It was a mixed bag of results for U.S. stocks last week. The S&P rose 0.82%, the Nasdaq soared 2.26%, and the Dow fell 0.45%.

Growth stocks led the way, gaining 1.66%, whereas value stocks declined 0.25%. Small caps also fell about 0.4%.

It was a mixed bag for foreign stocks, as well. Developed country stocks declined 0.2%, and emerging markets gained 0.68%.

The potential for further rate hikes sent short-term U.S. Treasury bond yields higher, as the 2-year yield jumped to around 5.06%. That’s roughly equal to the year-to-date high reached in March. However, longer-term rates fell, resulting in a 0.17% gain for intermediate-term Treasury prices and a 1.5% gain for long-term Treasury prices.

The price of U.S. crude oil fell for the second week in a row, but commodities still managed to gain about 1.18% broadly. Gold increased 1.22%. Real estate rose 0.62%, and the U.S. dollar strengthened about 0.83%.




Choppy – Last week was pretty choppy for the U.S. stock market. As the chart below shows, it was an “up one day, down the next day” type of week for the S&P 500.



Rising rates. Corporate earnings. Fed Chair Jerome Powell speaking at Jackson Hole. There is no shortage of risks out there for investors to digest. Choppiness is to be expected.

If we zoom out a bit on the S&P 500’s price chart, we also see that the stock market is trading in “no man’s land” at the moment. By that, I mean that the index’s current level is below its average 50-day price (blue dashed line) but above its average 200-day price (orange dashed line).



It will be important to keep an eye on where the market decides to go from here. The longer-term trend—the 200-day moving average—is still rising, which is a bullish sign longer-term. However, if we see the 50-day moving average roll over and start to close the gap with the 200-day moving average, it could put a lot of pressure on the market.

One of the indicators that we’ll be watching is Momentum Reversals, shown below. This indicator looks at the S&P 500’s 1-year rate-of-change and compares it to its historical 3-month trading range to determine whether momentum is reversing.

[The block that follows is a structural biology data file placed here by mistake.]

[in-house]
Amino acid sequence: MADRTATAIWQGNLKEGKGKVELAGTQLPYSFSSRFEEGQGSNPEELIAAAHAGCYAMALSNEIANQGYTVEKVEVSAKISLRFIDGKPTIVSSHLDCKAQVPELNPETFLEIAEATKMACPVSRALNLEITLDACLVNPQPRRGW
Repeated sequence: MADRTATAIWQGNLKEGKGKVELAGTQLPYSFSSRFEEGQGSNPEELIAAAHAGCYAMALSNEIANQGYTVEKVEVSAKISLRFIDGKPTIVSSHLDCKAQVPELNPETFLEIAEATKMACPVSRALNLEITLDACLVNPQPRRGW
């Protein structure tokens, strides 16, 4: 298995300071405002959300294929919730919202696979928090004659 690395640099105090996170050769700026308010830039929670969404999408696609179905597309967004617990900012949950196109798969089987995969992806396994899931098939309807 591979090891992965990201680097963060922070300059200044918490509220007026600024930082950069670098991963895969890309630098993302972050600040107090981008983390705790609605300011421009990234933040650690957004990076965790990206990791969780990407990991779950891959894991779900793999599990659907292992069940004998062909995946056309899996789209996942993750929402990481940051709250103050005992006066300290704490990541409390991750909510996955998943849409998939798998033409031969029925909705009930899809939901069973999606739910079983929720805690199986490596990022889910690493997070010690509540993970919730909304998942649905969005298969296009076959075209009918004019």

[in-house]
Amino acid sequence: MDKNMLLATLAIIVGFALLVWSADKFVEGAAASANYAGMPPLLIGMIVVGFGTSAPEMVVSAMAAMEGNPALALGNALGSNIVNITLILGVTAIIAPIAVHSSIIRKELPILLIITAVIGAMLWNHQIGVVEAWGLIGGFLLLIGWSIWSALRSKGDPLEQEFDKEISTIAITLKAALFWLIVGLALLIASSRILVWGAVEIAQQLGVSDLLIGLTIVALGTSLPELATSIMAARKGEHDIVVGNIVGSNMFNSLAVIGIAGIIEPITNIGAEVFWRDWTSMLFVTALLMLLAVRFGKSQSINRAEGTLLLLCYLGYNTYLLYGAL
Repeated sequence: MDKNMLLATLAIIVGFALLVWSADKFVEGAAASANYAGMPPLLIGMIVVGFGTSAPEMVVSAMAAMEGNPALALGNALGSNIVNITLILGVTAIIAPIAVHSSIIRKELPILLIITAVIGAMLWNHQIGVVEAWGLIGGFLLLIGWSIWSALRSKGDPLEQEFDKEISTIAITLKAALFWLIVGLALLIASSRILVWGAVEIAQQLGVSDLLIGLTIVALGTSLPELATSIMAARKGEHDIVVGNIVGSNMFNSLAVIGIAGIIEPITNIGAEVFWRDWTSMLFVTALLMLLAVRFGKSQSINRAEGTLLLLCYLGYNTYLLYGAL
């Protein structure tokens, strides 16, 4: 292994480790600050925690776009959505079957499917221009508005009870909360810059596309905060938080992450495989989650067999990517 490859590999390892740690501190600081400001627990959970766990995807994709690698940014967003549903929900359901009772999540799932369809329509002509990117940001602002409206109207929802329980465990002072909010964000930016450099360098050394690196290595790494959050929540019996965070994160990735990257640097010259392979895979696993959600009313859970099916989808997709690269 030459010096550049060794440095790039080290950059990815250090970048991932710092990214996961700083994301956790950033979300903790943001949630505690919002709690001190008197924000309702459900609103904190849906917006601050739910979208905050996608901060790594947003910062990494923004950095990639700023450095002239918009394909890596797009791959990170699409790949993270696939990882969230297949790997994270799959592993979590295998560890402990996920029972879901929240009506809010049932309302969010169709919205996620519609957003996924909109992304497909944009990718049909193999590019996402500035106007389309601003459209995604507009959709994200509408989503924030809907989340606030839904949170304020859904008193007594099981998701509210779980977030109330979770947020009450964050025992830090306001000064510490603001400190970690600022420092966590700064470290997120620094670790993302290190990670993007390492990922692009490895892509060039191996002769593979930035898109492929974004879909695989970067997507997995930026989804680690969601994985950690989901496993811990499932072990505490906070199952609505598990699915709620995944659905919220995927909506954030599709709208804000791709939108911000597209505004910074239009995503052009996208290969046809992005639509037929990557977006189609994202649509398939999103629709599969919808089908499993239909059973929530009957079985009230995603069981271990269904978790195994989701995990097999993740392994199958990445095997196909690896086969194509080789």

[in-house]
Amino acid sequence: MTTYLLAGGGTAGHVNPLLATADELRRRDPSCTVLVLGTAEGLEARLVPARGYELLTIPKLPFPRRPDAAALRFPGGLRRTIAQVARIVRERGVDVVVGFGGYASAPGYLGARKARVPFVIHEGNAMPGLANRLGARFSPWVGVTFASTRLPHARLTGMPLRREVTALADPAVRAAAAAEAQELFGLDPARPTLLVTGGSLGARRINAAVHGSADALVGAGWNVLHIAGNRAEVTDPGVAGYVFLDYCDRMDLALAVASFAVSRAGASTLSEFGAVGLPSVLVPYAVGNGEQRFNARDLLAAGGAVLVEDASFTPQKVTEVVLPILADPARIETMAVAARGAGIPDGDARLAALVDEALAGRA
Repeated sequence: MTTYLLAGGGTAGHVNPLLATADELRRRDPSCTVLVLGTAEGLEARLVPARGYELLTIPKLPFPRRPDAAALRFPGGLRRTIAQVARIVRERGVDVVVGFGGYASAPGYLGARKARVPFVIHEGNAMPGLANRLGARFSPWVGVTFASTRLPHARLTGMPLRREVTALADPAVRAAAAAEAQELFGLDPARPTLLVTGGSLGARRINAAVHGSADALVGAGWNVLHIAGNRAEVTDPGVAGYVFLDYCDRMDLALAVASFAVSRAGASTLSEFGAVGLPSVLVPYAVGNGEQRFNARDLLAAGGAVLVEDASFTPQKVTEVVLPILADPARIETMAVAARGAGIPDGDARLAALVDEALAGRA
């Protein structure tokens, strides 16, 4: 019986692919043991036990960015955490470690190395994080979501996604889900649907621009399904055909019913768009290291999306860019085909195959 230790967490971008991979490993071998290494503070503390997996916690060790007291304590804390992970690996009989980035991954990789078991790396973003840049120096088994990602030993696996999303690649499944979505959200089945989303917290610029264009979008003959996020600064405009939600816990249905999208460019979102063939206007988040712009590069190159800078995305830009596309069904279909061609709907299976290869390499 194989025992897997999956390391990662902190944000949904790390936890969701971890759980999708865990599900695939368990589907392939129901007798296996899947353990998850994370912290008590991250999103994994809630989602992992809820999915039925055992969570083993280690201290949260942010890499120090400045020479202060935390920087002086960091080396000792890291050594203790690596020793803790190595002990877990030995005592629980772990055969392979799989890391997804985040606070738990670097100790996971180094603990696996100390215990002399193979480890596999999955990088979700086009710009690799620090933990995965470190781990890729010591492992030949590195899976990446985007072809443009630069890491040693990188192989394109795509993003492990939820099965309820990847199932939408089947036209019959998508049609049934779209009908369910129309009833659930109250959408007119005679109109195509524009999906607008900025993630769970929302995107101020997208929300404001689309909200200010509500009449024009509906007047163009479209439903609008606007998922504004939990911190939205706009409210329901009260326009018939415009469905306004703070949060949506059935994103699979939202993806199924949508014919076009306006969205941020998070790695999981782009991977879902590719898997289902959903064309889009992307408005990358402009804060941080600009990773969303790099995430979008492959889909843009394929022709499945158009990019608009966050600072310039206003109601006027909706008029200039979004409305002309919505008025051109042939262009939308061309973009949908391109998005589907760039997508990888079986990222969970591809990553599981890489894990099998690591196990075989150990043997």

For example, at the beginning of August, the S&P 500’s 1-year rate-of-change fell below its upper standard deviation line, triggering a negative signal. This was a sign that stock price momentum had slowed—and stocks have struggled since.

Looking ahead, though, we can see that the indicator is currently at the lower end of its range. If it can fall below the lower band and then reverse back above it, it would trigger a positive momentum reversal signal for stocks.

At that point, it would be helpful to see improvement in some of our other non-price-based indicators to confirm that the weight of the evidence is improving.

For example, our Overbought/Oversold composite model, shown below, remains in overbought (negative) territory.



If we can see some of these overbought conditions relieved—alongside a reversal in momentum—that would go a long way toward reversing the recent downtrend in stocks.


This is intended for informational purposes only and should not be used as the primary basis for an investment decision.  Consult an advisor for your personal situation.

Indices mentioned are unmanaged, do not incur fees, and cannot be invested into directly. 

Past performance does not guarantee future results.